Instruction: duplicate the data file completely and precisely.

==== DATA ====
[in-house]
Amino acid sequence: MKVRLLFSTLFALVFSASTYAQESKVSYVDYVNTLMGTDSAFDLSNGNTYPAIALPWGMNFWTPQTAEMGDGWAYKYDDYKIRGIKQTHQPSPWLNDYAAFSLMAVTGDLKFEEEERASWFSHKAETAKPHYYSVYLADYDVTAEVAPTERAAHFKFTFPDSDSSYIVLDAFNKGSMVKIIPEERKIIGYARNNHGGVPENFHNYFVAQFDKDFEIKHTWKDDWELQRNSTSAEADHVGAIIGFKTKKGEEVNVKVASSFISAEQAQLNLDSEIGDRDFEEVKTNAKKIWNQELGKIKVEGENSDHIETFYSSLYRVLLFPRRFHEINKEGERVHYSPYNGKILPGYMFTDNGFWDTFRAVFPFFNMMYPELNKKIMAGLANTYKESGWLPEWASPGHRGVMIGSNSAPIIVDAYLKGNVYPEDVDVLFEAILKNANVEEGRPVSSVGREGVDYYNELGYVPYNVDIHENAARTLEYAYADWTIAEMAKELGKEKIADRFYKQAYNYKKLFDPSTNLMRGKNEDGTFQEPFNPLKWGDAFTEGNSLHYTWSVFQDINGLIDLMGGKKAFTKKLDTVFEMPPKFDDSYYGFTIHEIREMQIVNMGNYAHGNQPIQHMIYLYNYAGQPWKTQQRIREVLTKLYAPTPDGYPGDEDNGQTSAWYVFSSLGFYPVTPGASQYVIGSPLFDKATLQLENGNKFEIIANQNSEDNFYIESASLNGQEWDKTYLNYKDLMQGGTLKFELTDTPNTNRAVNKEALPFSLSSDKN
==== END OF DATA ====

[in-house]
Amino acid sequence: MKVRLLFSTLFALVFSASTYAQESKVSYVDYVNTLMGTDSAFDLSNGNTYPAIALPWGMNFWTPQTAEMGDGWAYKYDDYKIRGIKQTHQPSPWLNDYAAFSLMAVTGDLKFEEEERASWFSHKAETAKPHYYSVYLADYDVTAEVAPTERAAHFKFTFPDSDSSYIVLDAFNKGSMVKIIPEERKIIGYARNNHGGVPENFHNYFVAQFDKDFEIKHTWKDDWELQRNSTSAEADHVGAIIGFKTKKGEEVNVKVASSFISAEQAQLNLDSEIGDRDFEEVKTNAKKIWNQELGKIKVEGENSDHIETFYSSLYRVLLFPRRFHEINKEGERVHYSPYNGKILPGYMFTDNGFWDTFRAVFPFFNMMYPELNKKIMAGLANTYKESGWLPEWASPGHRGVMIGSNSAPIIVDAYLKGNVYPEDVDVLFEAILKNANVEEGRPVSSVGREGVDYYNELGYVPYNVDIHENAARTLEYAYADWTIAEMAKELGKEKIADRFYKQAYNYKKLFDPSTNLMRGKNEDGTFQEPFNPLKWGDAFTEGNSLHYTWSVFQDINGLIDLMGGKKAFTKKLDTVFEMPPKFDDSYYGFTIHEIREMQIVNMGNYAHGNQPIQHMIYLYNYAGQPWKTQQRIREVLTKLYAPTPDGYPGDEDNGQTSAWYVFSSLGFYPVTPGASQYVIGSPLFDKATLQLENGNKFEIIANQNSEDNFYIESASLNGQEWDKTYLNYKDLMQGGTLKFELTDTPNTNRAVNKEALPFSLSSDKN